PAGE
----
Microsoft has offered to buy Yahoo for around $44.6 billion in cash and shares, to better compete with Google in the market for online services.
The market for online advertising is increasingly dominated by one player, Microsoft said, and merging with Yahoo will allow it to offer a competitive alternative.
Microsoft expects the market for online advertising to almost double in size over the next three years, from $40 billion in 2007 to $80 billion by 2010. A merger will allow it to realize economies of scale and reduce capital costs as it addresses this market, it said.
"The combination of these two great teams would enable us to jointly deliver a broad range of new experiences to our customers that neither of us would have achieved on our own," said Ray Ozzie, chief software architect at Microsoft, in a statement.
Microsoft expects to cut costs by $1 billion a year by realizing synergies with Yahoo in four areas: obtaining economies of scale as its audience increases; combining its research and development efforts with Yahoo's to innovate faster; eliminating operational redundancy to cut costs, and pooling expertise to innovate in video and mobile.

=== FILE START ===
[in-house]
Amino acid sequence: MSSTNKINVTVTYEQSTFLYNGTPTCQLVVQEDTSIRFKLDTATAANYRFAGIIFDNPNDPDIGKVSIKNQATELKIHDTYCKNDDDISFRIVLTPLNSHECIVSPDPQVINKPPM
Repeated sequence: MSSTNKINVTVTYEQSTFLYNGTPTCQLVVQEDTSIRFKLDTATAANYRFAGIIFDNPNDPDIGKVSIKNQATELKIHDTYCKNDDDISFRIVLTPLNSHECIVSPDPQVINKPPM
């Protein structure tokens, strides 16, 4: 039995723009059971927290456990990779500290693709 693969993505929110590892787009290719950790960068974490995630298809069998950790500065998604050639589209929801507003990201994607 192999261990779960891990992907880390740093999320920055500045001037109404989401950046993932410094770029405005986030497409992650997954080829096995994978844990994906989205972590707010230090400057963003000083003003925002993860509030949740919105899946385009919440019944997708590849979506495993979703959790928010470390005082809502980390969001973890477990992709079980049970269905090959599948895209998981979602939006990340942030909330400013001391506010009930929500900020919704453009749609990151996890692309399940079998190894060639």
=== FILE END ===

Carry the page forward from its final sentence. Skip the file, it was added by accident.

The companies will work together to develop the merger plan, Microsoft said.
It intends to pay key Yahoo engineers and other staff to stay following the merger.
The offer represents a 62 percent premium over Yahoo's closing price on Thursday. Microsoft expects to receive all necessary approvals in the second half of this year.
This story, "Microsoft Offers to Buy Yahoo for $44.6B" was originally published by IDG News Service .